Theater is a collaborative art form. While the contributions of playwright, director and actors are not necessarily equal thirds, a misstep by any one of them can mar the whole enterprise. You will go far and wait long to find a collaborative success to equal “Seven Guitars,” Two River Theater Company’s 2015-16 season opener. It is a marvel.
The very selection of August Wilson’s “Seven Guitars” gives Two River a leg up. Wilson, who died ten years ago next week, is a remarkable playwright. (The present tense “is” applies to him in the same sense as it does to Shakespeare.) His ten plays, each reflecting one 20th Century decade through the lives of contemporaneous African-Americans, comprise a legacy unlikely ever to be eclipsed.
“Seven Guitars,” set as are all but one of the ten in Pittsburgh, represents post-war 1940s. The play’s four men and three women bear the scars of wartime deprivation and pervasive racism. (According to the playwright, it’s 1948, although the second Joe Louis-Billy Conn heavyweight title bout that’s incorporated into the story took place two years earlier. Poetic license.)
The plots of Wilson’s plays, like Shakespeare’s, are iceberg tips*. Attention-grabbing as they are, they are invitations to plumb the human condition. In “Guitars,” Army veteran Floyd ‘Schoolboy’ Barton (Kevin Mambo) dreams of repeating the public (if not financial) success of his hit song, recorded in Chicago after he had deserted Vera (Christina Acosta Robinson), who was left to “search my body for your fingerprints” for 18 months.
Now returned, and fresh from 90 days in the lockup on a vagrancy charge, Floyd begs Vera to go with him to Chicago, but plagued by circumstance and duplicity, his plan and his very life are doomed. (That is not a spoiler; the play is framed as a flashback from a gathering of Floyd’s friends after his funeral. The title likely refers to the seven tightly-knit characters – Floyd included – who enact the scenes that preceded his funeral.)
The play and its cast are directed with choreographic imagery by first-time director Brandon J. Dirden, whose own acting chops are world class. As written, Wilson’s dialogue is like a prelude to a symphony. The script is in ‘40s black argot (“How you gonna be going with me when I ain’t going my damn self?”), leaving it up to the actors to put the authentic spin on it (“…my DAMN self?”).
The acting is nigh flawless. Mambo gives equal weight to Floyd’s bravado, his neediness and his inability to cope with the obstacles that block his way at every turn. Ms. Robinson’s Vera is a heart-breaking combination of fragility and pre-feminist awareness.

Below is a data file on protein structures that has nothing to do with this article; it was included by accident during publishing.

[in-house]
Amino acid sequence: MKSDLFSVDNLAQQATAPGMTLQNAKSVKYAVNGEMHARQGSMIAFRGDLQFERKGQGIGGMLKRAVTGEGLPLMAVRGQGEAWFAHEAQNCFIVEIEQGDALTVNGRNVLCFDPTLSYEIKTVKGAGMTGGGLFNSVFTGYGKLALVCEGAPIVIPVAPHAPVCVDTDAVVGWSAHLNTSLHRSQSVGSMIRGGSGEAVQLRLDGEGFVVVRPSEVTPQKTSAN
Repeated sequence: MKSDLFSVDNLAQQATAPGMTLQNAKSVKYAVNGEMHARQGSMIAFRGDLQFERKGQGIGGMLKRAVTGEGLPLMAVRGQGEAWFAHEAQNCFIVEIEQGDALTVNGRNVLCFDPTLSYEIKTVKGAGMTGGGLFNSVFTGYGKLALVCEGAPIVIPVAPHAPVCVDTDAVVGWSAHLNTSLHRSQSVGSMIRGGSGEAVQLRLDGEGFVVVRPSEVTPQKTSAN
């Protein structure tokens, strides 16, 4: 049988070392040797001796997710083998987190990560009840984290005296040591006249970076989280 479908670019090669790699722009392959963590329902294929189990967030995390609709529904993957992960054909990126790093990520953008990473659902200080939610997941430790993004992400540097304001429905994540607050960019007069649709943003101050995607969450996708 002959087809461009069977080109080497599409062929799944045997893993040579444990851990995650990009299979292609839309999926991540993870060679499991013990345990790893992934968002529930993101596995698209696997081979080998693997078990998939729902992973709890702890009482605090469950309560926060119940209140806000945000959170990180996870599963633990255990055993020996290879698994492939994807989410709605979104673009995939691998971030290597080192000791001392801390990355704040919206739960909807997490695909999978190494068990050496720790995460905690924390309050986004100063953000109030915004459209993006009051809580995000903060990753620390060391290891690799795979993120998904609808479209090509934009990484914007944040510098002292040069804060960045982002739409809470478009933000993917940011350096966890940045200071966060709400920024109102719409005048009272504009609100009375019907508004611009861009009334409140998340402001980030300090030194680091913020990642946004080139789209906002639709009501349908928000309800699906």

As Louise, the landlord’s representative (a seemingly throw-away line informs that she’s not the owner), Crystal A. Dickenson tosses off the woman’s amusing sarcasm as convincingly as she enacts her innate warmth. Louise’s flirty niece Ruby is a refugee from a sordid incident in Alabama; Brittany Bellizeare balances her sensuality with compassion. Jason Dirden and Charlie Hudson III are Floyd’s harmonica and drum playing cronies Canewell and Red Carter, respectively; both are vivid characterizations. (Ms. Dickenson is director Dirden’s wife and Jason is his brother. This casting gives nepotism a good name.)
Brian D. Coats is mesmerizing as mentally-challenged Hedley, who philosophizes about his ancestry, the mighty dollar and the power of forgiveness as he blithely slaughters the makings of chicken sandwiches for his rather unsavory catering business. It is a brilliant, immersive performance.
The tech is outstanding. Lighted evocatively by Driscoll Otto, Michael Carnahan’s detailed set is a virtual eighth guitar. Karen Perry’s costumes are character-perfect, and original musical comments by Jason Moran are enhanced by David Margolin Lawson’s sound design.
August Wilson’s “Seven Guitars” is 24-carat gold. Two River Theater burnishes it to a high gloss.
Through Oct. 4 at Two River Theater, Bridge Street, Red Bank, NJ. Wed. at 1pm & 7pm; Thurs. & Fri. at 8; Sat. at 3 and 8; Sun. at 3pm. Tickets ($37-$65): 732-345-1400 or online at www.tworivertheater.org
*Consider this exchange among Vera and Louise, both having been walked-out on in the past, and newbie Ruby:
Vera: They called the dog catcher on Miss Tillery’s dog. Say she got to have a license.
Louise: He ought to have a license. That’s how you know he belong to somebody.
Ruby: All you got to do is watch where he go home. You don’t need no license for that.
This is about more than Miss Tillery’s dog.